Hurricane Irene is stalking toward the U.S. on a track that will affect tens of millions of people.

Once departing the Outer Banks of North Carolina late Saturday, it looks as though she’ll churn NNE along or just off the Delmarva Peninsula and Jersey Shore, putting Long Island in her crosshairs.

Irene’s course is expected to be very similar to several other hurricanes of recent and distant past–analog storms, as meteorologists like to call them.

The most recent analog storm was Hurricane Gloria in 1985. Gloria tracked NNE just off the Jersey Shore and thundered over Long Island near Long Beach as a category 2. Winds gusted to 115 mph over eastern Long Island and 85 mph at Islip.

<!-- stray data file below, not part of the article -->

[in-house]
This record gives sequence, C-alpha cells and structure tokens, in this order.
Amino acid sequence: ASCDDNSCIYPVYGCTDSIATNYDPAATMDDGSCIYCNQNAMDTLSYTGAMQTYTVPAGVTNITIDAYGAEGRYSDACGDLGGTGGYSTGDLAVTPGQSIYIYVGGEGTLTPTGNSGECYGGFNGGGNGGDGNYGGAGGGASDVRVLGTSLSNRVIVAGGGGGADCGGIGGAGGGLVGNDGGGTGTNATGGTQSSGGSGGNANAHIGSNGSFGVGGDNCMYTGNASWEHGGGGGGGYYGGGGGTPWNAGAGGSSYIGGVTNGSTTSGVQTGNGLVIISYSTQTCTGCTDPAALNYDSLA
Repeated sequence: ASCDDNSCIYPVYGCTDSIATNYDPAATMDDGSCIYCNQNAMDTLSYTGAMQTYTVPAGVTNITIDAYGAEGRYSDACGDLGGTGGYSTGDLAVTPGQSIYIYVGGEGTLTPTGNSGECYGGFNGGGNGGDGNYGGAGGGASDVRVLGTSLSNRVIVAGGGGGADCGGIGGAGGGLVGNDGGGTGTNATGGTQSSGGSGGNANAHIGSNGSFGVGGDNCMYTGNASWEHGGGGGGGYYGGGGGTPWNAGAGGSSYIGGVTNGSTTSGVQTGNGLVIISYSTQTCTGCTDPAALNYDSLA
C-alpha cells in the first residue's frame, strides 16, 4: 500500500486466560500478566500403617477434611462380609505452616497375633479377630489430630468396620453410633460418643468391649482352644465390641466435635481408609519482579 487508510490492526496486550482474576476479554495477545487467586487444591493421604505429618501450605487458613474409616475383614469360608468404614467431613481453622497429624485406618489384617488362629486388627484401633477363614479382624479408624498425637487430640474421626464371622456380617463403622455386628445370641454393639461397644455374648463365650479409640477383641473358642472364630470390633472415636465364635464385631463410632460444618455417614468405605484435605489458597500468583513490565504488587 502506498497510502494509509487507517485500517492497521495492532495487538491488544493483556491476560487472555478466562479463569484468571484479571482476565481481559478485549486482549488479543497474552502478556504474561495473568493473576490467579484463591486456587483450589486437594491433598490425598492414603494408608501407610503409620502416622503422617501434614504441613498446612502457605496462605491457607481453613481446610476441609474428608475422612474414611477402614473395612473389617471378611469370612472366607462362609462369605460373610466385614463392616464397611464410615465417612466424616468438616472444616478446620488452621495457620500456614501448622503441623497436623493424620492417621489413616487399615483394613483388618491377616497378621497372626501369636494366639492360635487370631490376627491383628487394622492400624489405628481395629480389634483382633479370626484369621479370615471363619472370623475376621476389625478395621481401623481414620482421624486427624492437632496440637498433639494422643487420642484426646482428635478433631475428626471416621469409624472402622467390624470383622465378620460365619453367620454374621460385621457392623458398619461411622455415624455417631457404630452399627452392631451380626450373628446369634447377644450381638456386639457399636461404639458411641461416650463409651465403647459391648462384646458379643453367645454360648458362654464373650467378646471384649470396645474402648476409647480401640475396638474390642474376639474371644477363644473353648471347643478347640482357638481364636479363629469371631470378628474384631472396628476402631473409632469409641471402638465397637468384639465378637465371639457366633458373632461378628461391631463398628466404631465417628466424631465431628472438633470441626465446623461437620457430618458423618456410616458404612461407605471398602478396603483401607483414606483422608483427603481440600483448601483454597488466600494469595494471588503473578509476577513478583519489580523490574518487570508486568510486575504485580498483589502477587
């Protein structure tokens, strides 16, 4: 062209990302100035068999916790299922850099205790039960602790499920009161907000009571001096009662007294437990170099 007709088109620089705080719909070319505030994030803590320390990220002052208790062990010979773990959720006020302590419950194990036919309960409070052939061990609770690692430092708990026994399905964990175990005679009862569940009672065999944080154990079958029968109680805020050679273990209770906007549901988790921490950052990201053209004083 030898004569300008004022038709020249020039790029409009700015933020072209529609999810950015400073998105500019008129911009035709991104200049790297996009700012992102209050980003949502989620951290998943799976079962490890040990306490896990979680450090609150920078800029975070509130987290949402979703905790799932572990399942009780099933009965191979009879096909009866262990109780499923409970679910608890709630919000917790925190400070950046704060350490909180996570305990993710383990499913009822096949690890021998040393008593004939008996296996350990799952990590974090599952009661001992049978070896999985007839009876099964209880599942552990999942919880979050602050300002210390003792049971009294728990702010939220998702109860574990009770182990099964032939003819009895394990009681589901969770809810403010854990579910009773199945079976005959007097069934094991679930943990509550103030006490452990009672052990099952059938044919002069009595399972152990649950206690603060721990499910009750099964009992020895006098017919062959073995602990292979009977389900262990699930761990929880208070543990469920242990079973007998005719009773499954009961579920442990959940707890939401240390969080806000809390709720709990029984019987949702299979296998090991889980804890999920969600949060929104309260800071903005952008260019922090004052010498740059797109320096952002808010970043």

Things are looking a bit better for Florida and Georgia this afternoon vis-a-vis Hurricane Irene. The same strengthening factors as mentioned in yesterday’s blog remain in play today, while at the same time the models seem to have stabilized their shifting tracks of the past few days.

That means that after Irene blasts through the Bahamas, she’s expected to turn a bit more toward the north and place her laser targeting dot on the Carolinas, most likely extreme eastern North Carolina.